Seems like it’s the time of year for people to be moving, and almost every one of them has a horror story to tell. I was reminded of a post about moving that I had read some time ago on Joey deVilla’s blog, the comments on which resulted in him getting some nasty phone calls from the thugs at Quick Boys Moving, when my sister Betty had a slight moving catastrophe last week.
Betty moved 6 doors down the same street in her Toronto neighbourhood, from a 2-storey house to a flat on the 2nd and 3rd floor of another house. She called around for movers who would do a moving job without a truck, which was apparently something that they’re just not programmed to accept, since it really just needed 2 or 3 guys and a couple of dollys to cart the stuff down the sidewalk. Finally, she found Desi Movers, and had two (two!) discussions on the phone with the owner telling him that a) no truck was needed, and b) there’s one flight of stairs at the start, and two at the finish. No problem, he said, quoted her a price, said that there was no minimum number of hours, and said that they’d be there at 8:30 sharp last Monday.
The only thing that arrived at her place at 8:30 sharp on Monday was me with her coffee, and we waited until almost 9:30 for the movers to show up: 2 of them, with one dolly. The movers whipped out a contract for her to sign that a) had a four-hour minimum, although she estimated that three would do it, and b) it was an extra $15 per man per set of stairs. She called the owner, who first had to be convinced that they were not going to use the truck since it was parked practically in front of the new place anyway, and then told her that the guys didn’t want to do the move because she was apparently depriving them of their stairs bonus. Now, she should have had a written contract before starting, and he really should have come out to see the place before giving an estimate, but this is the type of moving-day extortion that is so common that I wasn’t completely surprised when it happened.
She prepaid them for 3 hours, with the agreement that she’d pay more if they went over that time, then we proceeded to have the 3 slowest hours of moving that I have ever seen. Two pre-schoolers with a rickety wagon could have gone faster at some points during the morning. When the couch wouldn’t fit up the stairs at the new place and the landlord (who lives downstairs) was taking the door and part of the door frame off to accommodate it, they mostly just stood around instead of moving the remaining boxes out of the old place and down the sidewalk to the new place. One particularly heavy box was just left at the old place, and a heavy one at the new place was left on the porch until they were prompted several times to carry it up the stairs. At one point, they just stopped going upstairs in the old place, leaving 12-15 boxes up there, then at 12:30 they got in the truck, told Betty that they had another job to be at, and drove off. To say that she was furious would be a serious understatement.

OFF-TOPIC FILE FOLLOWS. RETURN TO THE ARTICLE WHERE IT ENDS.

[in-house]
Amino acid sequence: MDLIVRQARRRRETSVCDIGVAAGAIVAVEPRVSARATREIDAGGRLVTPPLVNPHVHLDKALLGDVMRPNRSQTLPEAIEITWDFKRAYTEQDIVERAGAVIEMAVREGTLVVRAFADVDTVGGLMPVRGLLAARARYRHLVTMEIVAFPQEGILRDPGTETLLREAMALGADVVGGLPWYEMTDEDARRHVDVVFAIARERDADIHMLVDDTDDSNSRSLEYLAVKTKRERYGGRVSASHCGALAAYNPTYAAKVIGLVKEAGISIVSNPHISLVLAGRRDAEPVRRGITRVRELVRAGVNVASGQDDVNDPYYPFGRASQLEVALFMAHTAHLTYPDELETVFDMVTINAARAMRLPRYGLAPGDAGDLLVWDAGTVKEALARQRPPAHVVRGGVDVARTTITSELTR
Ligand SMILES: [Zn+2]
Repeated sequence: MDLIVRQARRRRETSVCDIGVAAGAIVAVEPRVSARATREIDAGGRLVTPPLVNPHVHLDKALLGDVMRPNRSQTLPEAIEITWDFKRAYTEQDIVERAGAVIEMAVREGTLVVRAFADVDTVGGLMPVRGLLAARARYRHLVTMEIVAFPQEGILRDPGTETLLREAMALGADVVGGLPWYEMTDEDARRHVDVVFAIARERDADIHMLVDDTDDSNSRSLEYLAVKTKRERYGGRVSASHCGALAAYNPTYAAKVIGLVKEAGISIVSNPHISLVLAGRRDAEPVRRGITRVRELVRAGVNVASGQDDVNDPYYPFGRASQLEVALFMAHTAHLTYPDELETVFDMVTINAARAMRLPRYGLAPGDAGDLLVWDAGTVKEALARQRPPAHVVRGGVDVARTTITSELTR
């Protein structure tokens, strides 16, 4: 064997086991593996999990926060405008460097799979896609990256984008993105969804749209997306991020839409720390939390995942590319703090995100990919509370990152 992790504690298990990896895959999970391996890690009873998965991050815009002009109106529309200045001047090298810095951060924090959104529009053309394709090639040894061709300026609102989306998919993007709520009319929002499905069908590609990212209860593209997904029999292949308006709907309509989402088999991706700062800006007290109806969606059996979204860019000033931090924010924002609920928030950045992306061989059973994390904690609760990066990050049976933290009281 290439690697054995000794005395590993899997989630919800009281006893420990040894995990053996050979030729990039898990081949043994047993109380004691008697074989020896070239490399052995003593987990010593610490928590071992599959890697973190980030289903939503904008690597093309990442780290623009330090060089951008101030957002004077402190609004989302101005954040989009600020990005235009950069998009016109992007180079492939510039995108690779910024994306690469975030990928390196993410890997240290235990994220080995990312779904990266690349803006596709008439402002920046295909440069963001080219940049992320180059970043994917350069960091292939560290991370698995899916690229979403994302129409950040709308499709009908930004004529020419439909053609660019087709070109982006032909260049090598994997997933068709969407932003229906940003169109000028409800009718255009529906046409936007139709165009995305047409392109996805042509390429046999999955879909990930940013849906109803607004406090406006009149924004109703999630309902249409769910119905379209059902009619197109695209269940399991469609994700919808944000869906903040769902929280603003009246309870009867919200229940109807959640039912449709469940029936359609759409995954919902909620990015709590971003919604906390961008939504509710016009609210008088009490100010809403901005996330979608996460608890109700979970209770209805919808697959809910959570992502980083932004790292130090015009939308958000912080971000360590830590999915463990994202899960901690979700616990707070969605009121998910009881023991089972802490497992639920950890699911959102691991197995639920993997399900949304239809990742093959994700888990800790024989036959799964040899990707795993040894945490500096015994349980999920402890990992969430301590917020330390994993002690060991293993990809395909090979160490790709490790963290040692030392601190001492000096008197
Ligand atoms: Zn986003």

This is not an isolated incident, by any means. When I moved back to Toronto from southern California in 2002, my furniture arrived in a big truck (as you would expect) from Alex Moving and Storage, a North American Van Lines agent in Orange County. The movers, who I think were just tired and cranky from driving all night, decided that they couldn’t park the truck in front of the apartment building (it was common for moving trucks to park there, although technically not legal), and they couldn’t get the truck into the back laneway in spite of all the other trucks of that size that I’d seen get into exactly that same spot. So they drove away with all my furniture, and their local affiliate, Blue Bird Moving, called me to extort an additional $US827.63 from me to offload my furniture to a smaller truck and bring it back the next day — which is more than it cost to have movers move the same load of stuff from that apartment to another one about a year later. That’s after I already paid Alex Moving $US4,500 to get the stuff here in the first place. To top it off, they damaged some leather furniture — furniture that had been shrink-wrapped to guard against just such damage before leaving California and somehow was mysteriously unwrapped somewhere along the way. The insurance adjuster who visited from NAVL said that I would certainly be eligible for compensation since the damage would take a few hundred dollars to repair, but his final report (ever faithful to the company, I suppose) deemed that it was all less than the $100 deductible. One such episode would be bad enough, but to be screwed by the NAVL agent in Orange County, the agent in Toronto, and their insurance company, all on one move, was a bit much.
Then this morning, I saw this post on Feministe about her particular moving hell, and realize that incompetent/unscrupulous moving companies are just part of life everywhere.